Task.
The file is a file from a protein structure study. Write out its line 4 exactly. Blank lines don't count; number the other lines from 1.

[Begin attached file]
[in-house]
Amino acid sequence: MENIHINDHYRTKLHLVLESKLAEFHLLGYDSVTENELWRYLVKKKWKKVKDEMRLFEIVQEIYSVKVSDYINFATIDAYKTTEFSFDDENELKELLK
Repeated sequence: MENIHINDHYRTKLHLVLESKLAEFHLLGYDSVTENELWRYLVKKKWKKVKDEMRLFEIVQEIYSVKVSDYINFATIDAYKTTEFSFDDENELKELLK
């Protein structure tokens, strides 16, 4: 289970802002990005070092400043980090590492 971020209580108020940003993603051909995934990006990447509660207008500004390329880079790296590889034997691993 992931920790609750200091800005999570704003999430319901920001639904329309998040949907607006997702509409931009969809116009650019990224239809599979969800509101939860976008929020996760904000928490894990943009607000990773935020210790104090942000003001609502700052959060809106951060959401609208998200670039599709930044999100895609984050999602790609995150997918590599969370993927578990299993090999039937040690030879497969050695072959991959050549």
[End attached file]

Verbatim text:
């Protein structure tokens, strides 16, 4: 289970802002990005070092400043980090590492 971020209580108020940003993603051909995934990006990447509660207008500004390329880079790296590889034997691993 992931920790609750200091800005999570704003999430319901920001639904329309998040949907607006997702509409931009969809116009650019990224239809599979969800509101939860976008929020996760904000928490894990943009607000990773935020210790104090942000003001609502700052959060809106951060959401609208998200670039599709930044999100895609984050999602790609995150997918590599969370993927578990299993090999039937040690030879497969050695072959991959050549």